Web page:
Offering the best service in town is one thing, but it is worth nothing if nobody knows about it. So make sure to pay close attention to your website and its search engine optimisation (SEO). By using the correct keywords and even putting a small investment into Google Adwords, you will ensure that people who are looking for what you offer are able to find you easily.
With over 50% of all web traffic in South Africa coming from mobile devices, businesses simply can’t afford not to take a mobile-first approach to business. If you are offering an online service, make sure it is optimised for a mobile experience and ensure that any communication touch-points – be they blogs, social media posts or online check-out pages – are designed with mobile in mind.
One of the key advantages SMEs have over their larger counterparts is their ability to be flexible. Without outdated systems and reams of red tape to wade through, small businesses are far better able to adapt to market conditions and revise their offerings based on consumer needs. So make sure to listen to your customers and be willing to accept that some of your great ideas simply are not feasible.
Your willingness to accept failures and move on, will ultimately be what gives you the edge over your competitors.
Plan your finances
Cashflow is king when it comes to entrepreneurship and many a micro enterprise has come undone thanks to their inability to manage it. As such, financial planning is a critical tool for any business, especially for those operating without significant investment capital. Understanding potential pitfalls and keeping tabs on your profit margins will help to ensure you keep your pricing realistic and enable you to avoid finding yourself in the red.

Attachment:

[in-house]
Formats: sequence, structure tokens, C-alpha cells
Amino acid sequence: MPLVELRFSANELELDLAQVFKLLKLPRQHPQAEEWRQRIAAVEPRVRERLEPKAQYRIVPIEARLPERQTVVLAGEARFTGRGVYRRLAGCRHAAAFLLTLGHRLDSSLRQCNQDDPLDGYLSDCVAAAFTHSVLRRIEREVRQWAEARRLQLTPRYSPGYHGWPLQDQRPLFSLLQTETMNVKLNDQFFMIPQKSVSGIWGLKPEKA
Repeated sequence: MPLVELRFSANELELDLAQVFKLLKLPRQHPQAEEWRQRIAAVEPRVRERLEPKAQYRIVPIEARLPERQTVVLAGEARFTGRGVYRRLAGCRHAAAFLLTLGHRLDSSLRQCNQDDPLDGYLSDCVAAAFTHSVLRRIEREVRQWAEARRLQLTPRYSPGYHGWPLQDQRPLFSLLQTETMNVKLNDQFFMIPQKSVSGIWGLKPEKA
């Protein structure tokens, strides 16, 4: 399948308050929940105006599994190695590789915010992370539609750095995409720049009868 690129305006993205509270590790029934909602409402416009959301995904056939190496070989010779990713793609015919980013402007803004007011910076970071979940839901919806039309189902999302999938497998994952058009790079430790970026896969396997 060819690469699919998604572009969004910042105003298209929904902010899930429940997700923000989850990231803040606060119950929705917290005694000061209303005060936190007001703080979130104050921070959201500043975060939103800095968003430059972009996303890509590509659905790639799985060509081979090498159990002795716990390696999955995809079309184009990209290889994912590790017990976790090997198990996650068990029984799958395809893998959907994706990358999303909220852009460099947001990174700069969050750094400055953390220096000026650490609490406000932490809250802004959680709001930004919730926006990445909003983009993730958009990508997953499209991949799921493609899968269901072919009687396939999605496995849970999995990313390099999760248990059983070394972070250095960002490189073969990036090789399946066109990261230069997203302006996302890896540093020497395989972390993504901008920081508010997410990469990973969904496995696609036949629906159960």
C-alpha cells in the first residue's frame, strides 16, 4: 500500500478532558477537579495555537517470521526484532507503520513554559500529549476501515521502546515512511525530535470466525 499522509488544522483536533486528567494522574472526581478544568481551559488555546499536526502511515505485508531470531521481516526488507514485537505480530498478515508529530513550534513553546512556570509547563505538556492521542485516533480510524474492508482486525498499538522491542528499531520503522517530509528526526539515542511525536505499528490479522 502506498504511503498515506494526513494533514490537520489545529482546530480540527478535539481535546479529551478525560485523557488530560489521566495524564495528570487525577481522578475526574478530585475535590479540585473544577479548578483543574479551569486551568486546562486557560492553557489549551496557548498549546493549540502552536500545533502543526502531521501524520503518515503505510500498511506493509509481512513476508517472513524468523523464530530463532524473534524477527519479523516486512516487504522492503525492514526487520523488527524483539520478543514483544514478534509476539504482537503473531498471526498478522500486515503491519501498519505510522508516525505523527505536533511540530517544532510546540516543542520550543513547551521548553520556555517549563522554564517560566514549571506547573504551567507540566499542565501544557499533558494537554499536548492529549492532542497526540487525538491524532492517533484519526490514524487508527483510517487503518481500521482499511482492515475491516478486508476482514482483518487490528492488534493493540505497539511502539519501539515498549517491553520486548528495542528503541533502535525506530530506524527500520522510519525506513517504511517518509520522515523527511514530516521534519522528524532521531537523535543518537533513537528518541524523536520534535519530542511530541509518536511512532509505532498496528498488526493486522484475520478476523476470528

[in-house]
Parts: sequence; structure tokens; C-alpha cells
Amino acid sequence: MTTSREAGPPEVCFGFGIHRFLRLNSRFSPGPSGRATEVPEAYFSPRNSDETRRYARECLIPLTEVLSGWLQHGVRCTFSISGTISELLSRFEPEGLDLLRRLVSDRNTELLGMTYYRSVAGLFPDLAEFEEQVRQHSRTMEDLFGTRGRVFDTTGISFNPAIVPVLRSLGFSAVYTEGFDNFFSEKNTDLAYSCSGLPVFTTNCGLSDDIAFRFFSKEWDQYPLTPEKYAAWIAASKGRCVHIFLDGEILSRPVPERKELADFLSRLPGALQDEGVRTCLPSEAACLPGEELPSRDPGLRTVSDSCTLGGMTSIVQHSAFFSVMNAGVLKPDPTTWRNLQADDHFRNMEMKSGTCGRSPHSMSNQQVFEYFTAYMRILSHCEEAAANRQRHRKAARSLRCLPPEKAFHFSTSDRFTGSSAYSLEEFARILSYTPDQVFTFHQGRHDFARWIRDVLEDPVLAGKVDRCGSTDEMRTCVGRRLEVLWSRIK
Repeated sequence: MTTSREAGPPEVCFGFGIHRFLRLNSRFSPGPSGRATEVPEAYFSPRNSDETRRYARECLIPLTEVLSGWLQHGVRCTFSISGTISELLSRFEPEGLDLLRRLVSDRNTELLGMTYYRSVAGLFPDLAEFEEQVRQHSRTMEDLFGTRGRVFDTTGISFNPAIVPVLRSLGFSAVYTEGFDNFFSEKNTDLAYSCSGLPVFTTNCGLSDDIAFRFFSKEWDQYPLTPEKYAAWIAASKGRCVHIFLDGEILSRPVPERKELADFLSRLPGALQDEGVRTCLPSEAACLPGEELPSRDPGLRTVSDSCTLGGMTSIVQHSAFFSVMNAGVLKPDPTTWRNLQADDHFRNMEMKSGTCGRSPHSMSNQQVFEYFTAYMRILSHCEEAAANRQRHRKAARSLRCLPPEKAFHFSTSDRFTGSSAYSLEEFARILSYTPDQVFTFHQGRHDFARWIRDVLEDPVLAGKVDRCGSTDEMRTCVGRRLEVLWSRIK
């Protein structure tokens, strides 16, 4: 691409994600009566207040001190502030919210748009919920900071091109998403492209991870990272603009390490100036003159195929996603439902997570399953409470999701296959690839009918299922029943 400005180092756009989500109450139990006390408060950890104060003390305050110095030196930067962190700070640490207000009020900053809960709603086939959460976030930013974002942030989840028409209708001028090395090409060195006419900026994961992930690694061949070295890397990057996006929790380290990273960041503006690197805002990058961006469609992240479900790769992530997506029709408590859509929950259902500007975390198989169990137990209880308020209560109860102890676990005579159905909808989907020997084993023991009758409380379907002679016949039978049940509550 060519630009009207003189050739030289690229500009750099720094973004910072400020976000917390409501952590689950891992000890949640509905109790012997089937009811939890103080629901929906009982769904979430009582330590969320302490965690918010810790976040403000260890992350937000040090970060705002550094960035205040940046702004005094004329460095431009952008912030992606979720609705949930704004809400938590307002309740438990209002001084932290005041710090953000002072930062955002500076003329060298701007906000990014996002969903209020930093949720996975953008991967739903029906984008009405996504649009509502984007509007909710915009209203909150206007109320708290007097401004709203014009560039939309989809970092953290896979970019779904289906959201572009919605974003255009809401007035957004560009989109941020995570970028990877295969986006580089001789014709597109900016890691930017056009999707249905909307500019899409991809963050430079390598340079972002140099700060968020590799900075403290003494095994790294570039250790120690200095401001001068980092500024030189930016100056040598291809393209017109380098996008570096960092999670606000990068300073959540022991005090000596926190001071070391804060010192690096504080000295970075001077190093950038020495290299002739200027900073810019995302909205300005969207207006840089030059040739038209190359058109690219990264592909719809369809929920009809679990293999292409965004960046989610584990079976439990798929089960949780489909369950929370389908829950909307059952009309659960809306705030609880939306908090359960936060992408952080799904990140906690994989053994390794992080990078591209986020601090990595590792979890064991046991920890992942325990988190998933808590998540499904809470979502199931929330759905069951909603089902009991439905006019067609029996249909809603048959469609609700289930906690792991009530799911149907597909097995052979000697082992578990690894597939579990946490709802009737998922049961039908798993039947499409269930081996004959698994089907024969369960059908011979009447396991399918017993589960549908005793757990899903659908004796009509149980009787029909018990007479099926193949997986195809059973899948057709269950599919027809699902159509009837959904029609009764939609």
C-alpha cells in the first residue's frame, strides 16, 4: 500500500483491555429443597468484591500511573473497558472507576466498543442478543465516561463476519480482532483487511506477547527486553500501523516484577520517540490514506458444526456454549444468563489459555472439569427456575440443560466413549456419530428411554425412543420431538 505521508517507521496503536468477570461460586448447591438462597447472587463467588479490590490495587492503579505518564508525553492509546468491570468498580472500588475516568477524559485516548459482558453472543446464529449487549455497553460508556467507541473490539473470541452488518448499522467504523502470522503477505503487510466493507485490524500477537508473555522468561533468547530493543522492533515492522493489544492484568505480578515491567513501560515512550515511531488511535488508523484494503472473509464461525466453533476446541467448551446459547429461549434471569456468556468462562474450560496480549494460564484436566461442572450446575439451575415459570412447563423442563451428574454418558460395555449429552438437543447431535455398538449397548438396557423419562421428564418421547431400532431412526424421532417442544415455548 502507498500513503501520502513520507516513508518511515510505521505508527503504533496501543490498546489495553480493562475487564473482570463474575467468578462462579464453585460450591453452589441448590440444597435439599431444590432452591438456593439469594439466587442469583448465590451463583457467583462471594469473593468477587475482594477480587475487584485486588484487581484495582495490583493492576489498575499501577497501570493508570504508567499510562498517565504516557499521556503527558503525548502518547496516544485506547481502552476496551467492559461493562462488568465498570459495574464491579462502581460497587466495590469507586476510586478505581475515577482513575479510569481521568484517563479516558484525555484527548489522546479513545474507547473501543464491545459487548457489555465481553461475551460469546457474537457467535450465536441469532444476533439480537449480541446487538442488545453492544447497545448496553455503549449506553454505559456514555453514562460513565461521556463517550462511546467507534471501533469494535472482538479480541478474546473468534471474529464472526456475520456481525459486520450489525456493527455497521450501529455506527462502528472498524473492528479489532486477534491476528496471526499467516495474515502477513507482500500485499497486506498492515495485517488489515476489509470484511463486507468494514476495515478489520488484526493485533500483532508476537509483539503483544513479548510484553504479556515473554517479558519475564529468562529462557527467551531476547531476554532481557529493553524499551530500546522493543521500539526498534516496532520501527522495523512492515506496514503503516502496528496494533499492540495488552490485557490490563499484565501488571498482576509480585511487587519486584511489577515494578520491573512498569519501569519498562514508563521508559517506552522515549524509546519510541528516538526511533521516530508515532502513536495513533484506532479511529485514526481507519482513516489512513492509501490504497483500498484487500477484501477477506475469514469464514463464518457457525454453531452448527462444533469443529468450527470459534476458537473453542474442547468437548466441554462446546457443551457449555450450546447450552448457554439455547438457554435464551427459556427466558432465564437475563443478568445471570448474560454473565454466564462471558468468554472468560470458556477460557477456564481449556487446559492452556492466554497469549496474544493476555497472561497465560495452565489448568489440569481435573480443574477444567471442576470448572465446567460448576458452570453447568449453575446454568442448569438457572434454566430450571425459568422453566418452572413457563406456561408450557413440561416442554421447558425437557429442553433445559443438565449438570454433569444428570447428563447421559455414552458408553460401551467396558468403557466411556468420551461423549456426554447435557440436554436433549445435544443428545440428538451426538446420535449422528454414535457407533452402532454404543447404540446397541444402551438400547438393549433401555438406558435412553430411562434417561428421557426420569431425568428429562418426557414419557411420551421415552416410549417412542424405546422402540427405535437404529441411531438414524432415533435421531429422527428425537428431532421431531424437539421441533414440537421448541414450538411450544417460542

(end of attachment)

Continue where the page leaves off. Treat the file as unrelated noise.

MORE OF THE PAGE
Operating in isolation can only get you so far, so it is important that you put yourself out there and make proactive attempts to connect with other like-minded businesses. By joining a business network or attending industry events, you will be able to arm yourself with useful contacts, handy insights and perhaps a few new clients in the process.
Remember that owning a business is like raising a child – it requires constant supervision, nurturing and care if it is to succeed to its utmost potential. So make sure to look after your business and one day it will end up looking after you.
MiWay is a licensed Short-term Insurer and Financial Services Provider (FSP. 33970).
How Taking Risks – And Failing – Can Lead To Business Success
Don’t let fear of failure stop you from taking the risks you need to, to carry your business forward. But as your business grows, you’ll have to re-evaluate what risks you can take.